Officials Want a Curbside Compost Pickup Program in Boston
City Councilors will discuss a proposal to introduce a city-run effort to haul away food scraps.
Recognizing the environmental benefits of recycling excess food and scraps to be used as fertilizer, Boston officials are eyeing a curbside compost pick-up program so the decaying matter can help landscape city parks, or be sold off to local farmers.
â€śCompost is rich in nutrients, improves the water-holding capacity of soil and encourages good root structure while reducing or eliminating the need for chemicalÂ pesticides, making it a great material for use in gardens, landscaping and agriculture,â€ť according to a petition filed by City Councilors Matt Oâ€™Malley and Felix Arroyo.
Going beyond the cityâ€™s recycling efforts, the pair of officials wants to implement a pilot program that would collect compost at peoplesâ€™ curbsides so it could benefit the local agriculture.Â According to Arroyo and Oâ€™Malley, city-run curbside composting programs have existed in over 90 cities in the country, some for decades, including Portland, Oregon, Seattle, and San Francisco.
“We did some more research into itâ€¦when you see a city like San Francisco, they reduced their trash by 78 percent,” says Arroyo, adding the idea to bring a program to Boston stemmed from a community meeting with Jamaica Plain residents. “In Portland, they got so good at this that they do trash pickup every two weeks, instead of every week, because there isnâ€™t too much trash anymore.Â We see some potential here as to whatâ€™s possible in a large city. Anytime we reduce whatâ€™s going into our landfills we have done something very good, and thatâ€™s what this is about.”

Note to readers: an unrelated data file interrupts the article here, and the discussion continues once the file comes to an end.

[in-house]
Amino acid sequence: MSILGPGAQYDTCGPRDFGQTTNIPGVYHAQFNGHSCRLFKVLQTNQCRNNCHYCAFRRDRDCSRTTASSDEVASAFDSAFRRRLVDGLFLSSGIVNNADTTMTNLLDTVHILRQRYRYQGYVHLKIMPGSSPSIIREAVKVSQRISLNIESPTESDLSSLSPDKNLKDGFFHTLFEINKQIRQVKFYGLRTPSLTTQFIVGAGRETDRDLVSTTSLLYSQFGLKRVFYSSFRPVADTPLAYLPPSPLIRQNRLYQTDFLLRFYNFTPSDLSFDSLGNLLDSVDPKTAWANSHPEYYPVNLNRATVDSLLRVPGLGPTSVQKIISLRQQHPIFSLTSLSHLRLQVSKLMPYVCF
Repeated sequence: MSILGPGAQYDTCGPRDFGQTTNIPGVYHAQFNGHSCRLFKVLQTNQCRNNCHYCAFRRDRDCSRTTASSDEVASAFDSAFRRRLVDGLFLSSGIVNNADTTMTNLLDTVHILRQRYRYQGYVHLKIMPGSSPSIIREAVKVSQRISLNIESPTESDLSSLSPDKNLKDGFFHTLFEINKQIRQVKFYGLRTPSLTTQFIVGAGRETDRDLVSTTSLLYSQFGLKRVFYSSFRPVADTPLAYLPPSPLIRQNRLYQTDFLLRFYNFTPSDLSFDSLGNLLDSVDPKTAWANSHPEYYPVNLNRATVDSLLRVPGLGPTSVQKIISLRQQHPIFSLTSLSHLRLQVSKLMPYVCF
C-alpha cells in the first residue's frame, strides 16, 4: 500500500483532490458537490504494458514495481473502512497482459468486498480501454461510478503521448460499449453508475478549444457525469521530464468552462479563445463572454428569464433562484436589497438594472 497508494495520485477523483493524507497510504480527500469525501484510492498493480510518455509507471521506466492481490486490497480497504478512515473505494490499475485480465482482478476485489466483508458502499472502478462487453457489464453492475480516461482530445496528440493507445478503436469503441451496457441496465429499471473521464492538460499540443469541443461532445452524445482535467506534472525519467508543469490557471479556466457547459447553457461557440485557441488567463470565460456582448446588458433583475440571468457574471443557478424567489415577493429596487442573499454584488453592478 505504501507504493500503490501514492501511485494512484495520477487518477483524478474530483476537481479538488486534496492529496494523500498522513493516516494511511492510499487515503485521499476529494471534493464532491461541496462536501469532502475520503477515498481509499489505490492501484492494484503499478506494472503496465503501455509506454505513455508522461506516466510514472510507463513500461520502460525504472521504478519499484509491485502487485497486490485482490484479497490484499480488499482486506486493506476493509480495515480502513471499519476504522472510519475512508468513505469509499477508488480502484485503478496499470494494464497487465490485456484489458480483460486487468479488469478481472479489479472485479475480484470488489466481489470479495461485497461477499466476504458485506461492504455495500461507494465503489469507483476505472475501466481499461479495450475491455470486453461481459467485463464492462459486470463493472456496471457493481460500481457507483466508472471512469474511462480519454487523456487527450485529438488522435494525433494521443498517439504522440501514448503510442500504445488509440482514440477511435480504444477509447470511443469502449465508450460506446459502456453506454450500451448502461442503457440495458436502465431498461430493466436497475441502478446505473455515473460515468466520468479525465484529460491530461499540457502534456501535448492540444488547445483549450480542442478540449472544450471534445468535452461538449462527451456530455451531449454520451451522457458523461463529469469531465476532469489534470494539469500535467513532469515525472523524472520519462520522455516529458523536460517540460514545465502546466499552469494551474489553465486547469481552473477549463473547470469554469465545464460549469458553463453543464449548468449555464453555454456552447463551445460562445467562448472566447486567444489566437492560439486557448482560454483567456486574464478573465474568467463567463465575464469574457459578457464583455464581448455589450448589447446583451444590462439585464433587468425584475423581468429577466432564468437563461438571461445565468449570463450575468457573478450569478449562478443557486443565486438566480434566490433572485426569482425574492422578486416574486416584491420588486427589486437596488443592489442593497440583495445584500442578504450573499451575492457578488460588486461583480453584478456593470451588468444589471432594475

In 2012, across the Charles River, Cambridge officials kicked-off their own feasibility study with plans to roll-out a compost collection program with curbside pickup at more than 800 participating households.Â As the idea develops in Cambridge, the city is also looking at 10 sites where they could dump the food waste for composting purposes, something Oâ€™Malley and Arroyo would like to mirror. â€śThe finished compost can be used for landscaping in Bostonâ€™s parks and gardens or could be sold to local farmers, creating a full circle of food returning to food for Boston,â€ť according to a request for a public hearing about the prospect filed by the city councilors on March 20.
The full City Council will hear remarks from the duo during a scheduled meeting on Wednesday, March 27, before sending the request to the appropriate committee for a public hearing and review.
Boston already has a program that collects compost from businesses and households, but it isnâ€™t run or funded by the city.Â Jamaica Plain-based start-up Bootstrap Compost takes trips around Boston by bike, picking up food waste from constituents and contracted business owners. To date, the company has 400 residential customers and 21 commercial customers, and has diverted more than 170,000 pounds of food scraps for composting in the past two years.Â Oâ€™Malley and Arroyo plan on inviting Bootstrap Compost representatives, as well as members of Bostonâ€™s Department of Public Works, to the tentative public hearing to discuss the benefits of a city-wide curbside pick-up program.
Source URL: http://www.bostonmagazine.com/news/blog/2013/03/26/boston-officials-want-a-curbside-compost-pick-up-program/